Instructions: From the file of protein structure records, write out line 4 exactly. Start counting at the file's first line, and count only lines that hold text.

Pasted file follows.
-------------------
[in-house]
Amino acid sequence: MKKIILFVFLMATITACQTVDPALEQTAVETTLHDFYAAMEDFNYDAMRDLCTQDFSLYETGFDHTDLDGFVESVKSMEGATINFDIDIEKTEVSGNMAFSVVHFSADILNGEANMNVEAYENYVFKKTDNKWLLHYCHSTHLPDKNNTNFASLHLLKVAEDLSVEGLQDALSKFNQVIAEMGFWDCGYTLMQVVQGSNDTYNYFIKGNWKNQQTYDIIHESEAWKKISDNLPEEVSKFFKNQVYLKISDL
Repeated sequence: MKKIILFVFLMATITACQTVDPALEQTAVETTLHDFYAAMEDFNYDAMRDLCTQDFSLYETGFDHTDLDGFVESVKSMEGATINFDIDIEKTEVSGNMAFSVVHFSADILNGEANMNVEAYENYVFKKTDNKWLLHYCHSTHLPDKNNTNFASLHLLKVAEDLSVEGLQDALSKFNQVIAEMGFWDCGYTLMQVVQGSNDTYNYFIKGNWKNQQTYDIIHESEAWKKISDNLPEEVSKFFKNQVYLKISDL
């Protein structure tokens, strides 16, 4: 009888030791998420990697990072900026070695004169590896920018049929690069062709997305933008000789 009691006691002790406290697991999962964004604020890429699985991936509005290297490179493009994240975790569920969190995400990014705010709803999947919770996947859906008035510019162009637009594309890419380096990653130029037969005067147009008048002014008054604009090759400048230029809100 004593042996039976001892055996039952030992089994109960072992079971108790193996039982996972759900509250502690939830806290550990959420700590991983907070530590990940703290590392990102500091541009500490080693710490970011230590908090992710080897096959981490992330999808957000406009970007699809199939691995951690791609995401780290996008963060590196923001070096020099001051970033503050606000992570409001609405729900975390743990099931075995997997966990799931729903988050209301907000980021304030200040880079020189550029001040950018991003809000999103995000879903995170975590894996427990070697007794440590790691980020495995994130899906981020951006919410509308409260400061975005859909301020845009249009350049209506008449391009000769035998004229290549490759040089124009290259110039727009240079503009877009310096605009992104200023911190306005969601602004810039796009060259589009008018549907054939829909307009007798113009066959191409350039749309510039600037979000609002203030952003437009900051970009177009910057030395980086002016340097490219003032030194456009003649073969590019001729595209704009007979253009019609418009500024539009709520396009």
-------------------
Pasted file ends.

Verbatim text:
């Protein structure tokens, strides 16, 4: 009888030791998420990697990072900026070695004169590896920018049929690069062709997305933008000789 009691006691002790406290697991999962964004604020890429699985991936509005290297490179493009994240975790569920969190995400990014705010709803999947919770996947859906008035510019162009637009594309890419380096990653130029037969005067147009008048002014008054604009090759400048230029809100 004593042996039976001892055996039952030992089994109960072992079971108790193996039982996972759900509250502690939830806290550990959420700590991983907070530590990940703290590392990102500091541009500490080693710490970011230590908090992710080897096959981490992330999808957000406009970007699809199939691995951690791609995401780290996008963060590196923001070096020099001051970033503050606000992570409001609405729900975390743990099931075995997997966990799931729903988050209301907000980021304030200040880079020189550029001040950018991003809000999103995000879903995170975590894996427990070697007794440590790691980020495995994130899906981020951006919410509308409260400061975005859909301020845009249009350049209506008449391009000769035998004229290549490759040089124009290259110039727009240079503009877009310096605009992104200023911190306005969601602004810039796009060259589009008018549907054939829909307009007798113009066959191409350039749309510039600037979000609002203030952003437009900051970009177009910057030395980086002016340097490219003032030194456009003649073969590019001729595209704009007979253009019609418009500024539009709520396009």